Inside Oguntokun’s Theatre Republic


Yinka Olatunbosun

Arecent press preview of Wole Oguntokun’s The Waiting Room laid the basis for the discussion of new theatre spaces in Lagos. Before now, Wole Oguntokun, a trained lawyer and theatre advocate, had enjoyed the use of several cultural spaces that doubled as performance spaces for some of his works. Precisely, his productions had been staged consistently as part of the Theatre@Terra series whereby theatre companies are granted free usage of the Terra Kulture Hall for various stage performances all-year round.

But as the need for cultural presence arises in different parts of the city, Theatre Republic, a new cultural hub, domiciled in Lekki Phase I has been conceived and executed by Wole Oguntokun to fill that need for theatre performances as well as book readings, performance poetry and more. The building behind the performance space serves as the administrative block for the theatre company. Asides being the platform for indigenous theatre troupes to express their creativity through rehearsals and performances, Theatre Republic is also a home to visiting artists who have come into Lagos for performances or cultural exchange programmes.

Outside the building, a mini-size café for small chops and other kinds of refreshments has been constructed to cater for the culinary needs of visitors and theatre-goers. Although the Asun Spot looked vacant as at the time of this reporter’s visit, the tell-tale charcoal furnace was a physical proof that nightlife at Theatre Republic is another desirable element of the cultural space. Of course, the building is still very much under construction but that didn’t stop Oguntokun from showing a handful of journalists at the press preview of The Waiting Room around the building.

As for the theatre, its wooden doors had been flung open to the public to enjoy plays on the staple of Renegade Theatre as well as other theatre production companies. Interestingly, plays are performed at the venue, at least twice a month. The freshly-cut wooden chairs can accommodate hundreds; but in terms of comfort, the rating is edging below the average. Blame it on the recession-Theatre Republic was meant to be a very conducive theatre hall but that hasn’t changed.

Temporarily, the building will serve its primary purpose. And theatre audiences who can sit atop the backless chairs inside Bogobiri in Ikoyi will not mind the backrest at Theatre Republic. Besides, Lekki residents are not taken care of with this new theatre space that has come to town.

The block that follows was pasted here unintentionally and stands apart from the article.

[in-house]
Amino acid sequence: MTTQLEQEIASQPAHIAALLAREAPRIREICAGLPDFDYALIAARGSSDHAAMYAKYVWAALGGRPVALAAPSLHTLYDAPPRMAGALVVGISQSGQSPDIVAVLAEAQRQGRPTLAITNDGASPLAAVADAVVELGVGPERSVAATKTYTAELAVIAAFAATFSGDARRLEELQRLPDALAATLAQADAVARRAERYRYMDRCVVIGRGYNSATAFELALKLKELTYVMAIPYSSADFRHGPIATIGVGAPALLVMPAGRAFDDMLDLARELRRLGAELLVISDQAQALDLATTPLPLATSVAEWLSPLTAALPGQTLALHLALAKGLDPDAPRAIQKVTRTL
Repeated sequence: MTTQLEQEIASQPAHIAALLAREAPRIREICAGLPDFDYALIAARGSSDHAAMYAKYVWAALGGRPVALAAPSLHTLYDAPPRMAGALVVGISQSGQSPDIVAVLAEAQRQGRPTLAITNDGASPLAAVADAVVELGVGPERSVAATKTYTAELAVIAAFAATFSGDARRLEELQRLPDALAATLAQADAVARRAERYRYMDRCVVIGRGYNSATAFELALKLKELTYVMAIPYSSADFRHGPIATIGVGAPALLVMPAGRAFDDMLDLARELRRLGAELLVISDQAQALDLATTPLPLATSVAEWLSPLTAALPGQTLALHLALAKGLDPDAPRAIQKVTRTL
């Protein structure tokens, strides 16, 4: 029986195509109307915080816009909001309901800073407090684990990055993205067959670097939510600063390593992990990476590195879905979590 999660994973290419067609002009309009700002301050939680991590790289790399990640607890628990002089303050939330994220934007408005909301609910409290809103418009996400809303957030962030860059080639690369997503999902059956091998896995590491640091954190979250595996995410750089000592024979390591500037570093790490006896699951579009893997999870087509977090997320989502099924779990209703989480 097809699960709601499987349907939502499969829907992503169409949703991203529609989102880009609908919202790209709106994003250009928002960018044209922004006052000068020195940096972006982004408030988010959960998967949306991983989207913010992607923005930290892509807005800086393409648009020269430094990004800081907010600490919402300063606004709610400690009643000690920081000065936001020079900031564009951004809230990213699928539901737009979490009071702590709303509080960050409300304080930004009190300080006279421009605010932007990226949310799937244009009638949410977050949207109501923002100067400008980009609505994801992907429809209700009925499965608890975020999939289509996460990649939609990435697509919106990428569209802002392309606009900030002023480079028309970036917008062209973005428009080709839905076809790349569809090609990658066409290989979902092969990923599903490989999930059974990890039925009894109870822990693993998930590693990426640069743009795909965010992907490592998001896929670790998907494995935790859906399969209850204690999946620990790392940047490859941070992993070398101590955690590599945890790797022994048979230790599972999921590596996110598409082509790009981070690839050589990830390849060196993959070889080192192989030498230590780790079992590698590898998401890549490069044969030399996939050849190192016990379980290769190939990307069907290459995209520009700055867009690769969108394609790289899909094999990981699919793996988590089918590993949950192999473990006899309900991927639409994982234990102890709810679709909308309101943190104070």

Written in 2013, The Waiting Room which adopts a play-with-a-play technique had been staged in London and was staged for the first time in Lekki when this reporter visited.

It seemed to have a linear plot at its take-off but made detours into sub-plots. Four disparate characters namely, Flexy, Kera, Keshi and Aduke have each received a letter summoning them to a meeting that its actual purpose wasn’t disclosed in the invite. The mysterious invitation and its source constituted the conflict of the drama. Aduke is a feisty woman who is anxious to catch her flight; Keshi is a banker, Flexy is a Lagos streetwise gunman while Kera is young seductress.

The initials at the bottom of the individual letters make up the word “Destiny” and the four characters are left to solve the riddle. Through their individual role-playing, the possession of the gun places power in the hands of individual character locked in a room, in quick succession.

Discerning the true narrative of all the four characters’ stories forms the conflict resolution. The playwright didn’t attempt to solve the riddle for the audience but provokes rational thinking.
Essentially, the play can be read as an existentialist play for sound reasons. One, it has the element of absurdism, that is, the idea that there is no meaning in the world except for the meaning we give it. Two, the play conveys dread and angst as well as despair from each character ,who is not in possession of the gun to the audience.

The playwright and director, Oguntokun is a Fellow of the International Society for the Performing Arts (ISPA). He emerged as a player on the Nigerian Theatre landscape between September and December 1998 with his productions of his satirical stage drama Who’s Afraid of Wole Soyinka?, which is a lampoon of the Nigerian military in governance.